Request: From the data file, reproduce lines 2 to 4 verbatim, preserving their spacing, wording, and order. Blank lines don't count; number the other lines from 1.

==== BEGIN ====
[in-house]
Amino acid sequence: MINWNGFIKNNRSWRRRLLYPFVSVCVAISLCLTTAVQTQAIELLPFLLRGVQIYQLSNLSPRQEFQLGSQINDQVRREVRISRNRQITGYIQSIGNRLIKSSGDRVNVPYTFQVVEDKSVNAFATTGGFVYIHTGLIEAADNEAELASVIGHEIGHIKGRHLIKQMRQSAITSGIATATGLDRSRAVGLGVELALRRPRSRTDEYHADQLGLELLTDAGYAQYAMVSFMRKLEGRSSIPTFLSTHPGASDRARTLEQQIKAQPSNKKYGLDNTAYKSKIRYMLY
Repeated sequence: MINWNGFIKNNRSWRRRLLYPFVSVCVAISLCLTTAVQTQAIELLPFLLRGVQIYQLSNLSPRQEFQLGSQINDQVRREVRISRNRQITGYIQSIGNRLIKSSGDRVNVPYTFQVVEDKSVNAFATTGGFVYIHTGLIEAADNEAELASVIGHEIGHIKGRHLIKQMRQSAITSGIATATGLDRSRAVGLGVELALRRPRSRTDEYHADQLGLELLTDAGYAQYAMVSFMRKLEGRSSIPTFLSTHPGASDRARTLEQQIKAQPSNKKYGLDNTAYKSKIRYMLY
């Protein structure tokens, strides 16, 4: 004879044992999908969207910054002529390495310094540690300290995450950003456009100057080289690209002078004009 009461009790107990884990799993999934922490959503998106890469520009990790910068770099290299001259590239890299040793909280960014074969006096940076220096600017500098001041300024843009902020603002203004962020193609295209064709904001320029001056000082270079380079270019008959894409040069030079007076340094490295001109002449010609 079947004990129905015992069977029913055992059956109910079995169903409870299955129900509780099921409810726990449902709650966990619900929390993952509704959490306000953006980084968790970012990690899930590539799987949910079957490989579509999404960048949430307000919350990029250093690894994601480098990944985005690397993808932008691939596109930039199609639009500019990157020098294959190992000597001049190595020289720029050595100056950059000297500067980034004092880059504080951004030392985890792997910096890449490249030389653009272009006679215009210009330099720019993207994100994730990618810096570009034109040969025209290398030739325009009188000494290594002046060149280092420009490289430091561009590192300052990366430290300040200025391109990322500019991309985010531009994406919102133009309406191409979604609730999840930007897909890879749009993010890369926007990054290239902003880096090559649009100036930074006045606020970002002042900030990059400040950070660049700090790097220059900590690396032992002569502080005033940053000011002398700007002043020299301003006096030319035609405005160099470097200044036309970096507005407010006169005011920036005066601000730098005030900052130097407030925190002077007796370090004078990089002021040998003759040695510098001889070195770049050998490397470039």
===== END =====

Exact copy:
Amino acid sequence: MINWNGFIKNNRSWRRRLLYPFVSVCVAISLCLTTAVQTQAIELLPFLLRGVQIYQLSNLSPRQEFQLGSQINDQVRREVRISRNRQITGYIQSIGNRLIKSSGDRVNVPYTFQVVEDKSVNAFATTGGFVYIHTGLIEAADNEAELASVIGHEIGHIKGRHLIKQMRQSAITSGIATATGLDRSRAVGLGVELALRRPRSRTDEYHADQLGLELLTDAGYAQYAMVSFMRKLEGRSSIPTFLSTHPGASDRARTLEQQIKAQPSNKKYGLDNTAYKSKIRYMLY
Repeated sequence: MINWNGFIKNNRSWRRRLLYPFVSVCVAISLCLTTAVQTQAIELLPFLLRGVQIYQLSNLSPRQEFQLGSQINDQVRREVRISRNRQITGYIQSIGNRLIKSSGDRVNVPYTFQVVEDKSVNAFATTGGFVYIHTGLIEAADNEAELASVIGHEIGHIKGRHLIKQMRQSAITSGIATATGLDRSRAVGLGVELALRRPRSRTDEYHADQLGLELLTDAGYAQYAMVSFMRKLEGRSSIPTFLSTHPGASDRARTLEQQIKAQPSNKKYGLDNTAYKSKIRYMLY
């Protein structure tokens, strides 16, 4: 004879044992999908969207910054002529390495310094540690300290995450950003456009100057080289690209002078004009 009461009790107990884990799993999934922490959503998106890469520009990790910068770099290299001259590239890299040793909280960014074969006096940076220096600017500098001041300024843009902020603002203004962020193609295209064709904001320029001056000082270079380079270019008959894409040069030079007076340094490295001109002449010609 079947004990129905015992069977029913055992059956109910079995169903409870299955129900509780099921409810726990449902709650966990619900929390993952509704959490306000953006980084968790970012990690899930590539799987949910079957490989579509999404960048949430307000919350990029250093690894994601480098990944985005690397993808932008691939596109930039199609639009500019990157020098294959190992000597001049190595020289720029050595100056950059000297500067980034004092880059504080951004030392985890792997910096890449490249030389653009272009006679215009210009330099720019993207994100994730990618810096570009034109040969025209290398030739325009009188000494290594002046060149280092420009490289430091561009590192300052990366430290300040200025391109990322500019991309985010531009994406919102133009309406191409979604609730999840930007897909890879749009993010890369926007990054290239902003880096090559649009100036930074006045606020970002002042900030990059400040950070660049700090790097220059900590690396032992002569502080005033940053000011002398700007002043020299301003006096030319035609405005160099470097200044036309970096507005407010006169005011920036005066601000730098005030900052130097407030925190002077007796370090004078990089002021040998003759040695510098001889070195770049050998490397470039």